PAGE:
Mental Health services have been raped by every government since the mid 1990's

For the young it seems to be a badge of honour to be sectioned under the mental health act.
A way of bigging it up to mates and fellow low life dole spongers down the pub.

To others it destroys careers, relationships & Lives.

Sorry for being morbid over this.
 
Depression is a real killer among young men & military veterans.

Really upsets me that people are still finding it the only option.
Scandalous is these time that it is happening to veterans still.

Mental Health services have been raped by every government since the mid 1990's

For the young it seems to be a badge of honour to be sectioned under the mental health act.
A way of bigging it up to mates and fellow low life dole spongers down the pub.

To others it destroys careers, relationships & Lives.

Sorry for being morbid over this.
You're right.
It's great having poster campaigns saying 'It's OK to not be OK', but there needs to be some substance behind it. What follows when someone says 'I'm not OK'
 
On Tuesday, a close friend in the US died of an opiate overdose/accident. He was 29. Visiting him was near the top of my list on "stuff to do when Covid blows over".

I've had better weeks.
I'm sorry to hear that. Things like that are always a kick in the guts.
Did you explore any help for your depression?
 
The problem is talking and having someone to 'casually' talk over these things with face to face so you can get it right in your mind and work through the stages of dealing with it is no longer as easy a thing to acquire as it was before social media took over.

GDog is talking - to us and others . You get it, GD. And others will benefit from this.

The false, immediate intimacy of social media looks like it would work, but unlike slower, less flashy anonymous fora it is all flushable input. Boring old fora record the conversations so you can refer back or be offered insights from a new angle by latecomers. To speak comfortably because although people may not be known personally to you, teh anonymity removes risks (in sensible hands, admittedly, but at least you can research which posters are twits and ignoe 'em).
 

RTU'd

LE
You're right.
It's great having poster campaigns saying 'It's OK to not be OK', but there needs to be some substance behind it. What follows when someone says 'I'm not OK'
Oh yes.
Like the government giving GP's £250 Million this winter.
BUT see the paperwork & red tape you have to go through to get the money.
Hence most GP surgeries not bothering with the money & the BMA are balloting Doctors on strike action.
 

GDog

Old-Salt
I'm sorry to hear that. Things like that are always a kick in the guts.
Did you explore any help for your depression?
I'm waiting for a moment when I might have some privacy to make a call. My boyfriend's office closed for Covid which means I very rarely get the house to myself. There are obviously some moments but it's hard to book an appointment in advance for moments that happen fairly spontaneously.
 

GDog

Old-Salt
Depression is a real killer among young men & military veterans.

Really upsets me that people are still finding it the only option.
Scandalous is these time that it is happening to veterans still.

Mental Health services have been raped by every government since the mid 1990's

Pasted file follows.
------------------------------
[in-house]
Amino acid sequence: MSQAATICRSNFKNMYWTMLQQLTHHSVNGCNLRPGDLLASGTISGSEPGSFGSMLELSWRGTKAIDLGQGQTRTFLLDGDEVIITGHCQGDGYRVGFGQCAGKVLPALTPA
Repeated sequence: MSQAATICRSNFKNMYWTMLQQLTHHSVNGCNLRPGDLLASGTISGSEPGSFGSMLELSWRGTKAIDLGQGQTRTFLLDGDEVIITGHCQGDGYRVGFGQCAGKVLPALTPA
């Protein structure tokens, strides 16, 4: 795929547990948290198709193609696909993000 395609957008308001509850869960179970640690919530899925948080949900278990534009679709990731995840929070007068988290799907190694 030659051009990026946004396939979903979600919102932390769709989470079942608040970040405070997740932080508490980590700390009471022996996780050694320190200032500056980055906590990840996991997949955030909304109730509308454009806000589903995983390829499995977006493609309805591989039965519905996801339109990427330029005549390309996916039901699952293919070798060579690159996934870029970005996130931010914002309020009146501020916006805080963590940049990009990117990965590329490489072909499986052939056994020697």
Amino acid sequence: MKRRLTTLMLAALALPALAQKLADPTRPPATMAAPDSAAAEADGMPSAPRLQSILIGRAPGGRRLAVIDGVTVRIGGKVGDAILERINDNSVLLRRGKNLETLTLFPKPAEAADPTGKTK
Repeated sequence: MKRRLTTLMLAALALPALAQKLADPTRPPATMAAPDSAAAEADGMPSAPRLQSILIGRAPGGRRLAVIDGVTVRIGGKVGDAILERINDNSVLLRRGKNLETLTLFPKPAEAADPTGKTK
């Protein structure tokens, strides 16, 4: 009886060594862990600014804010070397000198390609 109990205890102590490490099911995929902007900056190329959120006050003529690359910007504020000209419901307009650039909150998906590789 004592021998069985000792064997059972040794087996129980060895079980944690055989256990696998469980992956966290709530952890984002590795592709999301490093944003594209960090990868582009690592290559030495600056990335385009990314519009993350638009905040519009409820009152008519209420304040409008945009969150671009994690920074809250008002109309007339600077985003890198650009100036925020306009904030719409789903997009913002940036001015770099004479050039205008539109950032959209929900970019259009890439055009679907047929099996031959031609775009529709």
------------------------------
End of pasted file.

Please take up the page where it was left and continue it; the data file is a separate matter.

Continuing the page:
For the young it seems to be a badge of honour to be sectioned under the mental health act.
A way of bigging it up to mates and fellow low life dole spongers down the pub.

To others it destroys careers, relationships & Lives.

Sorry for being morbid over this.
I did school work experience in a mental hospital in the 90s (fire safety) and recall nurses not being keen on "care in the community" back then. The travel writer Bill Bryson wrote of the mental health work he saw in the 70s where people were kept in institutions and he felt they were better cared for within them then, feeling despondent that most of it was closed to save money in later years.

I've seen others describe the asylums as hellish and abusive places. Maybe closing them was the right thing to do. To be totally honest I don't have enough experience to decide which was better. This may have been a judgement call rather than someone 'raping' the system, although I will accept that community care was almost certainly seen as being cheaper.

I honestly don't think getting sectioned is in any way a badge of honour. It happened to a cousin when I was younger and nobody thought it was fun. A lot of effort was expended by his parents, arguing that the prescribed drug side effects were worse than the original problem. Having visited him at the time, they had a point. There wasn't much confidence in the doctors and he had parents that advocated for him aggressively, which benefited him enormously. My friend who died this week was at one point sectioned in the US and he said it was a harrowing, prison like experience. It was not something he bragged about.

That said, I now have a relative who works as a housing officer with some fairly unstable people and she has had situations where people really did need to be protected from themselves, but the threshold for being sectioned was so high that they ended up eventually coming to harm.

It grates. So many crap, harmful decisions being made - from the level of the PM, all the way down to individual staff at the bottom of the Government hierarchy.

And we all pay for it.